Welcome To The Sandwich Generation: Caring For Aging Parents

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Two weeks ago I introduced you to your new generation. No longer are we Millennials, Gen Xers or Baby Boomers. We are now united in our responsibilities towards both our parents and kids at the same time. We are the Sandwich Generation. And being a part of this generation can be pretty rough.

 

It can be financially, emotionally, and physically draining to have your kids and parents both depending on you. Luckily, there are some things that you can do to ease the burden. Last week, we saw how understanding your options, setting clear expectations and boundaries, and making a plan can look when it comes to college-bound kids. Now let’s see how those same principles apply to your parents:

 

Understand Your Options

Once you start looking, it’s amazing how many options there are out there for senior citizens. And I’m not just talking about 20% off at JoAnn Fabric on Wednesdays.

 

If you’re trying to figure out what financial options your parents have, you should start by reviewing their insurance policies and pensions. They may have an unnecessary insurance policy that can be cashed out or the option to add a long-term care rider.

 

Then, find out about what kind of help the community offers. There are a lot of organizations dedicated to helping the elderly. Research local faith-based organizations and disease-based organizations, such as the Alzheimer’s Association.

 

The government also has a lot of programs for the elderly. You can find local government agencies through the National Association of Area Agencies on Aging’s website. Chances are, you can find all kinds of free or low-cost services for your parents, like meal delivery, transportation, respite care, and legal help. If anything, they can always get a discount at Applebee’s.

 

Set Clear Expectations And Boundaries

This can be a lot harder with your parents than it was with your kids. Your kids are used to you bossing them around and telling them how things are. With your parents, it’s a little different. You have to reverse roles to some extent and it doesn’t always go over well. It can be really hard to set healthy boundaries with parents, but it’s vital to maintaining good relationships.

 

Care

What do your parents expect from you and what are you prepared to do for them? That’s the big question that needs to be brought out into the open and answered.

 

Does your mother plan on moving in with you and having your wife care for her? How does your wife feel about that?

 

Will you visit your parents in their home on a daily basis and maintain it when they are no longer able to? It may be difficult to tell a parent that they will end up in a nursing home, but can you physically and financially maintain two households without burning out or going broke (or both)?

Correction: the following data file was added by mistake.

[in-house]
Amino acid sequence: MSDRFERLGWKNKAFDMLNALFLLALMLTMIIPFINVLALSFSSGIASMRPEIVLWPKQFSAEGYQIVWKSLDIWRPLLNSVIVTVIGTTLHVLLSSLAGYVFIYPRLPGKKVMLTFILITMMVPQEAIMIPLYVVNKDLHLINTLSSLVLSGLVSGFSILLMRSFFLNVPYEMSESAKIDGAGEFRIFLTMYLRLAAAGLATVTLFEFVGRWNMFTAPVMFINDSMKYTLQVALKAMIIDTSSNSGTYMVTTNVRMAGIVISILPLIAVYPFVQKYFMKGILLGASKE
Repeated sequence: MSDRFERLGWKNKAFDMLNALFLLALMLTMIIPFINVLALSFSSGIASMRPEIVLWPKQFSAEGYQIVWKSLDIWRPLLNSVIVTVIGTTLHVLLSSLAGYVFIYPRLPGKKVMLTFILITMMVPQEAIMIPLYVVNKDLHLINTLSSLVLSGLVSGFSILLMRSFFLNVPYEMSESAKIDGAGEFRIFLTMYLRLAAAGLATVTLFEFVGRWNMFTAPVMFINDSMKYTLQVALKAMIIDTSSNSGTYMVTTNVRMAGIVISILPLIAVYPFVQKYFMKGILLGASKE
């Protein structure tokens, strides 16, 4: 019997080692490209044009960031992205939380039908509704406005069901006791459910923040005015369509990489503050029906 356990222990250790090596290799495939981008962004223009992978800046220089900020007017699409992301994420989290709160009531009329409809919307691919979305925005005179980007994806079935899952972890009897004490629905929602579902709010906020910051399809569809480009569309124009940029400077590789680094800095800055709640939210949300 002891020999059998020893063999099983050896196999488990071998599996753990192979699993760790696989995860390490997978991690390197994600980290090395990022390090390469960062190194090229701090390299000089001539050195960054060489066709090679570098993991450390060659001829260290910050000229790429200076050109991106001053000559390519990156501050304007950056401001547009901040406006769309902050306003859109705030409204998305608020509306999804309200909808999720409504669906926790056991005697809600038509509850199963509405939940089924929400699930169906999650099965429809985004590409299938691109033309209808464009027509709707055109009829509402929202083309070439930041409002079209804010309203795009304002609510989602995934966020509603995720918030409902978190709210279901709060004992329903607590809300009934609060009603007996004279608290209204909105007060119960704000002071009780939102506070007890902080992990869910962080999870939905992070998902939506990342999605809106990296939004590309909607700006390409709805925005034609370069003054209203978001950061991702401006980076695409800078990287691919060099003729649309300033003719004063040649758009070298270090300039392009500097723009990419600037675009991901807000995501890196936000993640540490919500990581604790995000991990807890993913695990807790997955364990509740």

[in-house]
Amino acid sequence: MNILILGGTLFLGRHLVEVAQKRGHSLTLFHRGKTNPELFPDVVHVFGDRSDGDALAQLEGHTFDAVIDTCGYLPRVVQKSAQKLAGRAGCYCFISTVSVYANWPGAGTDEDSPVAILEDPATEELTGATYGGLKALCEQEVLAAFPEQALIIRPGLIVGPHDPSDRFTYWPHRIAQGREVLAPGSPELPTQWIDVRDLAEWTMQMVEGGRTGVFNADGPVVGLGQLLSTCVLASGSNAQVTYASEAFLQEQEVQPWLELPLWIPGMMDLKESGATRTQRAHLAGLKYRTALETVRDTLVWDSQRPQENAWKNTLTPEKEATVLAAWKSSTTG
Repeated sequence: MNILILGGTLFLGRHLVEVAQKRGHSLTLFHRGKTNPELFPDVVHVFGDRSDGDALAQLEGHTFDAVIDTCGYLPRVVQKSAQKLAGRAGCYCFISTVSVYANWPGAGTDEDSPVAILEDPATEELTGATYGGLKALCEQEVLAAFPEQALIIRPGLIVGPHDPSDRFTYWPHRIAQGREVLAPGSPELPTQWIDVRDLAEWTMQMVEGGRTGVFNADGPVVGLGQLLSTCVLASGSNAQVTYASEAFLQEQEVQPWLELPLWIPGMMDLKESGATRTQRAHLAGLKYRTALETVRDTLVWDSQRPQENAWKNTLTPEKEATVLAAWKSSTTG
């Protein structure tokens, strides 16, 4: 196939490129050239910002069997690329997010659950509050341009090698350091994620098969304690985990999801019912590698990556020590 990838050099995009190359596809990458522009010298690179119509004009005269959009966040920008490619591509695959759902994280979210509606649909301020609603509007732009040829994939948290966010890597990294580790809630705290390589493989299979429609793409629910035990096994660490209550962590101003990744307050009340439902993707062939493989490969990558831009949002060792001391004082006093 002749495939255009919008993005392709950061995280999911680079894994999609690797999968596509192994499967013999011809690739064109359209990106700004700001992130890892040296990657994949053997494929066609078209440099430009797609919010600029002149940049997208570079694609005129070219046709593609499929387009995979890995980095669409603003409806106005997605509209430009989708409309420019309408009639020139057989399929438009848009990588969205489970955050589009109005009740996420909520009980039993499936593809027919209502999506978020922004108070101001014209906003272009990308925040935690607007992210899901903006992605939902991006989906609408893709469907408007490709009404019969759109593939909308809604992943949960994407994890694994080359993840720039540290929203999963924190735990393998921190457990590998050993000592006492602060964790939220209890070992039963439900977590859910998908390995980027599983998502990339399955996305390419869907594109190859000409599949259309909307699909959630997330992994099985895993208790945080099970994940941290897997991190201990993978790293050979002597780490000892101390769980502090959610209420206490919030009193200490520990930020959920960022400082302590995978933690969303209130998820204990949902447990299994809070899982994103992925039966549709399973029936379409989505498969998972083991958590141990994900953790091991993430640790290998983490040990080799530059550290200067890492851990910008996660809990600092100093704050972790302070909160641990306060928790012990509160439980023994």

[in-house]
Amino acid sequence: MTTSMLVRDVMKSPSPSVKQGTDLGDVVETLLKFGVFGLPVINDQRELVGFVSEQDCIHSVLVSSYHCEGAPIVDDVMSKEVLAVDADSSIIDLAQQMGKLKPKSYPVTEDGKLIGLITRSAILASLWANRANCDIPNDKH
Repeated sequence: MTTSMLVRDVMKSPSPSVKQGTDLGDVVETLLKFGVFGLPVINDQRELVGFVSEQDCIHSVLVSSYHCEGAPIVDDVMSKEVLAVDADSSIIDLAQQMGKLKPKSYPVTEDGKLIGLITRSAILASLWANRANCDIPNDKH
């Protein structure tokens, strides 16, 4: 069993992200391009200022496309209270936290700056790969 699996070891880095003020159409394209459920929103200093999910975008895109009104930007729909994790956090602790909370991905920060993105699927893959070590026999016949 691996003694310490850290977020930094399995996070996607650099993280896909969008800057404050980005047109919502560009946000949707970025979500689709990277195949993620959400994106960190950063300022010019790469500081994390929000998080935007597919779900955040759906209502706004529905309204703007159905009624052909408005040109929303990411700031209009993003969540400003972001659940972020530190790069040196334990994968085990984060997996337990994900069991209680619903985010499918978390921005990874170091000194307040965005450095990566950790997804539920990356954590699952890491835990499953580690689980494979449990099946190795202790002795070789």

Finances

In order to set proper expectations, your parents will need to share their financial information with you. This can be very, very difficult. However, if you’re going to be helping them, you need to know what you have to work with.

 

And this discussion should really happen sooner, rather than later. Many scam artists and unscrupulous financial product salesmen prey on the elderly. Cognitive decline can also start way before you really begin to recognize it. Don’t wait until it’s too late.

 

Don’t worry, just because they share their financial information with you doesn’t mean you need to take things over right away or anything. You just need to know what accounts they have, where the important information is, and what kind of lifestyle they can afford to maintain and for how long. Right now you just need the knowledge so you know what to prepare for.

 

Make A Plan (Or Two Or Three)

Speaking of preparing, once you’ve got everything out in the open and everyone is on the same page, it’s time to start planning. So much can happen as your parents age. Sit down with them and discuss how you will handle different possible situations. Be clear on how much care you are willing to provide personally and how much you can realistically afford to help them financially if needed. It’s important to maintain a balance between compassion and common sense, without letting emotions distort things.

 

Make a plan for things such as:

  • Inability to live independently
  • Dementia
  • Dad dying first
  • Mom dying first
  • When to sell the family house
  • Funeral arrangements
  • Burial

 

On the legal side of things, you need to make sure that your parents have a will, advanced directive, power of attorney, and all necessary insurance. These things are easy to overlook but can make a huge difference in the amount of time and money it will take to get things done in the future.

 

You need to be proactive. It’s a hard discussion to have, but you’ll only be able to fulfill your parents’ wishes if you actually know what those wishes are. Caring for an elderly parent or cleaning up an unorganized estate can take over your life. Be preemptive, take some time to prepare for it, and you’ll be glad you did.

 

 

So many of us are finding ourselves in the Sandwich Generation these days. These should be exciting times for making memories and cherishing relationships, not emotionally exhausting and financially draining. Take some time to prepare yourself, your kids, and your parents to navigate this season, and they could be some of the best years of your life!

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